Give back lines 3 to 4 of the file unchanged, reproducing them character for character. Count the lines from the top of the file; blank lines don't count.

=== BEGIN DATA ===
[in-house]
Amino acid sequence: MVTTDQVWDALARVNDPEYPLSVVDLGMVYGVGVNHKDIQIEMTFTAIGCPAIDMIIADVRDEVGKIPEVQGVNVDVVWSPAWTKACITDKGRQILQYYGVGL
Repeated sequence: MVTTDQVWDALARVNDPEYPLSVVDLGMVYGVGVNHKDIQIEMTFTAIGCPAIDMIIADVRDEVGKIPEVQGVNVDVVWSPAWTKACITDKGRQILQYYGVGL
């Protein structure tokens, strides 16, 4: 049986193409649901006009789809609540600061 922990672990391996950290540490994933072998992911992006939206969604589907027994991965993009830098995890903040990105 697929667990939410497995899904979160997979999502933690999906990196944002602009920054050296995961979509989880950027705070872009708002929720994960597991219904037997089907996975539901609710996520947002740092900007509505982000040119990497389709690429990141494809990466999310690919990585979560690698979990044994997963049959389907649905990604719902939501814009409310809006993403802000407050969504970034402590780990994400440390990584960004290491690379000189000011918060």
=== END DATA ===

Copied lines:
Repeated sequence: MVTTDQVWDALARVNDPEYPLSVVDLGMVYGVGVNHKDIQIEMTFTAIGCPAIDMIIADVRDEVGKIPEVQGVNVDVVWSPAWTKACITDKGRQILQYYGVGL
């Protein structure tokens, strides 16, 4: 049986193409649901006009789809609540600061 922990672990391996950290540490994933072998992911992006939206969604589907027994991965993009830098995890903040990105 697929667990939410497995899904979160997979999502933690999906990196944002602009920054050296995961979509989880950027705070872009708002929720994960597991219904037997089907996975539901609710996520947002740092900007509505982000040119990497389709690429990141494809990466999310690919990585979560690698979990044994997963049959389907649905990604719902939501814009409310809006993403802000407050969504970034402590780990994400440390990584960004290491690379000189000011918060």